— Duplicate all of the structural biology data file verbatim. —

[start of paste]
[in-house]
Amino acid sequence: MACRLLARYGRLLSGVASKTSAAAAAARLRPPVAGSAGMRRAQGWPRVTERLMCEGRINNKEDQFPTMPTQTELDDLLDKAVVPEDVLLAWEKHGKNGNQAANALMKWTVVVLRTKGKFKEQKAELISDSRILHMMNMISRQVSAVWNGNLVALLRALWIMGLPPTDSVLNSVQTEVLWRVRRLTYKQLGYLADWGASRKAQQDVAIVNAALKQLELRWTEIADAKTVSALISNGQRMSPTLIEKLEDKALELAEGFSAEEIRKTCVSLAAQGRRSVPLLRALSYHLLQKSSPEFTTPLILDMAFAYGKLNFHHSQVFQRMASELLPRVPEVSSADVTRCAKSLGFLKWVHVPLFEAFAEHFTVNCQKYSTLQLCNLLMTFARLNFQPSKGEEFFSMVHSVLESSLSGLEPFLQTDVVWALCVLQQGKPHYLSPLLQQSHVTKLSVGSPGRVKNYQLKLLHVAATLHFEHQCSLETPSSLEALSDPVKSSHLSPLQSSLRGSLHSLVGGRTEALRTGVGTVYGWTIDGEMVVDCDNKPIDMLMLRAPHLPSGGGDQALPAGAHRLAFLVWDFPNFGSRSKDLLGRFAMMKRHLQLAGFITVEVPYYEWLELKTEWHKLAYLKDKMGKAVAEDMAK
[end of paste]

[in-house]
Amino acid sequence: MACRLLARYGRLLSGVASKTSAAAAAARLRPPVAGSAGMRRAQGWPRVTERLMCEGRINNKEDQFPTMPTQTELDDLLDKAVVPEDVLLAWEKHGKNGNQAANALMKWTVVVLRTKGKFKEQKAELISDSRILHMMNMISRQVSAVWNGNLVALLRALWIMGLPPTDSVLNSVQTEVLWRVRRLTYKQLGYLADWGASRKAQQDVAIVNAALKQLELRWTEIADAKTVSALISNGQRMSPTLIEKLEDKALELAEGFSAEEIRKTCVSLAAQGRRSVPLLRALSYHLLQKSSPEFTTPLILDMAFAYGKLNFHHSQVFQRMASELLPRVPEVSSADVTRCAKSLGFLKWVHVPLFEAFAEHFTVNCQKYSTLQLCNLLMTFARLNFQPSKGEEFFSMVHSVLESSLSGLEPFLQTDVVWALCVLQQGKPHYLSPLLQQSHVTKLSVGSPGRVKNYQLKLLHVAATLHFEHQCSLETPSSLEALSDPVKSSHLSPLQSSLRGSLHSLVGGRTEALRTGVGTVYGWTIDGEMVVDCDNKPIDMLMLRAPHLPSGGGDQALPAGAHRLAFLVWDFPNFGSRSKDLLGRFAMMKRHLQLAGFITVEVPYYEWLELKTEWHKLAYLKDKMGKAVAEDMAK